Now is the time for local councils to be given new esteem


During the pandemic, we’ve seen a welcome upsurge in voluntarism and generosity across villages and towns up and down the nation. In Devizes, St James’ Church was especially quick to mobilise resources and get stuck in. Within just a week of asking congregants and other locals to help, 344 volunteers had been vetted and referenced. This marked the start of three busy months of leafleting, delivering essentials and checking on vulnerable members of the community.

This is the right response. The virus spreads through networks of face-to-face encounters, and so it is right that we strengthen these very same networks for the future. We know from the Ebola outbreak in West Africa that community engagement is key to public health. And the same applies to COVID-19. In fact, during this pandemic, health staff in Bavaria tracked and traced a single canteen saltshaker responsible for the spread of the virus around an entire factory.

While the NHS struggled to get supplies to those shielding across the breadth of the nation, hyper-local community groups outpaced them by a long stretch. It is estimated that 4,000 spontaneous ‘mutual aid groups’ were set up during the lockdown, and some 83% of people aged over 70 received an offer of support. Official systems then faced a new task: to be led by and support the mutual aid effort in all its informality and spontaneity.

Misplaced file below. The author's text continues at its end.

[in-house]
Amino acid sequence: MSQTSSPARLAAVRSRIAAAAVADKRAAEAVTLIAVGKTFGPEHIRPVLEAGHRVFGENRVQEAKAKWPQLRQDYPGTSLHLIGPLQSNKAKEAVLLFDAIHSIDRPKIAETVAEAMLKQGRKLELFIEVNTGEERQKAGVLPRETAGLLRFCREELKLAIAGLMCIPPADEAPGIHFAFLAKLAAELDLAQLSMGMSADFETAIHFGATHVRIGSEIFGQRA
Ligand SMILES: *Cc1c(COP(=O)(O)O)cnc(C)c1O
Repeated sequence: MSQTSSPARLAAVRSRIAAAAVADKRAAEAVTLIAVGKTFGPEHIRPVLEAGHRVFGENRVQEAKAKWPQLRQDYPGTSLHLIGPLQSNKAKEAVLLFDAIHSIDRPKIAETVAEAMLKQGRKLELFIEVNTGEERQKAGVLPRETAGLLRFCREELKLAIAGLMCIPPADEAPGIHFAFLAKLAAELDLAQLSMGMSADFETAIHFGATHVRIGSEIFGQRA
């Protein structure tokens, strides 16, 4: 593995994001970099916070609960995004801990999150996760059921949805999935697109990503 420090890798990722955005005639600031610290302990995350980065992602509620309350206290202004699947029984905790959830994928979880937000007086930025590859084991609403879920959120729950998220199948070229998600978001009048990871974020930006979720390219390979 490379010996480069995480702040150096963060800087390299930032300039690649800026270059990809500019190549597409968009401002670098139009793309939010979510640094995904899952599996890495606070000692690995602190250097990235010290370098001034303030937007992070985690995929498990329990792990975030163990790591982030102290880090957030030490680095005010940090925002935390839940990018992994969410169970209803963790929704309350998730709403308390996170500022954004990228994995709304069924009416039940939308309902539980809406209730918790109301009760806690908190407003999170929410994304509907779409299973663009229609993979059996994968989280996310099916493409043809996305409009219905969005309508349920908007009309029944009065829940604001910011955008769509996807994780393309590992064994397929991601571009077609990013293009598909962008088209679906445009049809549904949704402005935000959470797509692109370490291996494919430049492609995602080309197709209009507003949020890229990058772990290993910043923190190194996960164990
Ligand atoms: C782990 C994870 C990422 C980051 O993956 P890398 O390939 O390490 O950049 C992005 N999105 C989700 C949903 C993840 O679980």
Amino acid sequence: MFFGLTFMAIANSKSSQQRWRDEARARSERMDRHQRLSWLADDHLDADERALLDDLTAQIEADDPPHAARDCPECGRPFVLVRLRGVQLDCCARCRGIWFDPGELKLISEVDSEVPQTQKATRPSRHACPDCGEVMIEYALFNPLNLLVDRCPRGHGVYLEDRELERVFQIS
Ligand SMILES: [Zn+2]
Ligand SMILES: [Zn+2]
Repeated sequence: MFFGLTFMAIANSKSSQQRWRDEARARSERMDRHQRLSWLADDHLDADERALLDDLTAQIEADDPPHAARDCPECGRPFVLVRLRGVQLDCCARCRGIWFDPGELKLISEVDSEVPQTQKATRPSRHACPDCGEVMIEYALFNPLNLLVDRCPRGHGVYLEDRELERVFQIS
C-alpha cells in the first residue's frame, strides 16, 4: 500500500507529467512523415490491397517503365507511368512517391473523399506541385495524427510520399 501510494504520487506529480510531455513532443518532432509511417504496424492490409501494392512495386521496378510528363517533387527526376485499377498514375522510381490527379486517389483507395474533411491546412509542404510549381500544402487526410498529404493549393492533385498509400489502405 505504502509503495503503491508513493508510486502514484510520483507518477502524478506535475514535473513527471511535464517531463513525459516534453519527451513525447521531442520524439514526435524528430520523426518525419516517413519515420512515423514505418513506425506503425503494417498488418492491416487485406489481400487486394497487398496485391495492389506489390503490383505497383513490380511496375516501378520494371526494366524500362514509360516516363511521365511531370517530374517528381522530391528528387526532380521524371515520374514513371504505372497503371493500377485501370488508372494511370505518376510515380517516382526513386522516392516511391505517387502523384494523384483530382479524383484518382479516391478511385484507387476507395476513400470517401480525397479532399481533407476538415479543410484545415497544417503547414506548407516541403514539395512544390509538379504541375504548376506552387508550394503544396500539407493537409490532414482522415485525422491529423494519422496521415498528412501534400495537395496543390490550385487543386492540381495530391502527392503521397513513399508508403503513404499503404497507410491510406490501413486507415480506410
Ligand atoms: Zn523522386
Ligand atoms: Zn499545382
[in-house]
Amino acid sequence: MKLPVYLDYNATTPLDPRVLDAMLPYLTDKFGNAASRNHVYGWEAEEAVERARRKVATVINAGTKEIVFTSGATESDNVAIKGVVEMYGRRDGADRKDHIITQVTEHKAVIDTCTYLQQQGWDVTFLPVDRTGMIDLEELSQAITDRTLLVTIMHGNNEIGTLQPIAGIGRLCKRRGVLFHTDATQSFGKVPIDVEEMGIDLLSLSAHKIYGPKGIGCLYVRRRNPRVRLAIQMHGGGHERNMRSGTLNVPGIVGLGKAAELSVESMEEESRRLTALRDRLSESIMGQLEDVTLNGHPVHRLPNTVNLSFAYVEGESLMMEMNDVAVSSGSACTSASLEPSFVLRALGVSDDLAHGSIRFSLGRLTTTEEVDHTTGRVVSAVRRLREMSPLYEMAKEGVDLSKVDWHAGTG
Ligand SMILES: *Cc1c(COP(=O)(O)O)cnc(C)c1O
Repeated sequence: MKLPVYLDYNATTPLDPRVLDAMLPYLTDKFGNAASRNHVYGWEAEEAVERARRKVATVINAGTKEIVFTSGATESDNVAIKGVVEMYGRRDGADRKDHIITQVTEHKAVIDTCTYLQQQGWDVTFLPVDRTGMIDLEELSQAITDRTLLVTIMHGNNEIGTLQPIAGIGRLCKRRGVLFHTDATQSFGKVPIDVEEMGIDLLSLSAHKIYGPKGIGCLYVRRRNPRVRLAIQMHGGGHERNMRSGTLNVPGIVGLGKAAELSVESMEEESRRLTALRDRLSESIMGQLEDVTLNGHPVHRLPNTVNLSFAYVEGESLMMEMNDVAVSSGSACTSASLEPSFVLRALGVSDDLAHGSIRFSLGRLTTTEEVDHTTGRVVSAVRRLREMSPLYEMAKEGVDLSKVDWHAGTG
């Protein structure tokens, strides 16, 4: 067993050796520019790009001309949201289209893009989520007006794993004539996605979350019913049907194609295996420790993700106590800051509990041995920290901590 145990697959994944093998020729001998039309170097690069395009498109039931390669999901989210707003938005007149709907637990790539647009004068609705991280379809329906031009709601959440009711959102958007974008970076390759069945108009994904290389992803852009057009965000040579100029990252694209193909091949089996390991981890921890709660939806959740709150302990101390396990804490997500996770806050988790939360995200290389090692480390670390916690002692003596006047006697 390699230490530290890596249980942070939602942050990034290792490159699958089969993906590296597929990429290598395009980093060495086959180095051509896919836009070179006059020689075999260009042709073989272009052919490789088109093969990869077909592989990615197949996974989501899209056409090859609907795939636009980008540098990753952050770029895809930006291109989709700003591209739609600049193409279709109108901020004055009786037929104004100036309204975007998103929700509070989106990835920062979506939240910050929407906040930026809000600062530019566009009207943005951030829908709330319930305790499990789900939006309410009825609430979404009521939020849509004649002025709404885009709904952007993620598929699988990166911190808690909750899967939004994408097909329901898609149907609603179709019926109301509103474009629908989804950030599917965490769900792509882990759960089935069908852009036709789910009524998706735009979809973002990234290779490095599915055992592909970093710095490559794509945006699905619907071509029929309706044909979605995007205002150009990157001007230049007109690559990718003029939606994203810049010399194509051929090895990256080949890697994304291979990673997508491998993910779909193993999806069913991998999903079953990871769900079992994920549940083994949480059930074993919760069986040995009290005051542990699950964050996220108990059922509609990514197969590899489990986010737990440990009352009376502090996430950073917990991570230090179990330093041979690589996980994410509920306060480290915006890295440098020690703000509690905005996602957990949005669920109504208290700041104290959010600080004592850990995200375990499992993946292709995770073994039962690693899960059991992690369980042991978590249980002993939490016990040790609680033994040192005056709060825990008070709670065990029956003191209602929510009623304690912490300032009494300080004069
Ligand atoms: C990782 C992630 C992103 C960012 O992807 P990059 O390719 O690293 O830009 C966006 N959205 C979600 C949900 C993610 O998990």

This should become the norm: local solutions to local problems, supported by tiers of local government which are poised to invest in the bright ideas of local people. The pandemic has proved that [local] councils can flex and innovate at speed when led by their communities who have heaps of invaluable information and first-hand experience about what works in their neighbourhood.

There is legislative change afoot which must capture lessons learned over the last few months. The Devolution and Local Recovery White Paper will provide the sector with an opportunity to recalibrate the relationship between tiers of government. Additionally, the Housing White Paper will give local people greater influence in building a vision for their area through local design codes and neighbourhood plans.

Now is the time for local councils to be given new esteem and assert their expertise in community engagement. Local councils are the first tier of government and are therefore well placed to set an example. We need a new generation of local councillors who are ready to learn from the community, follow their lead and respond not just with short-term funding but a genuine longer-term investment in the places we are proud to live in.

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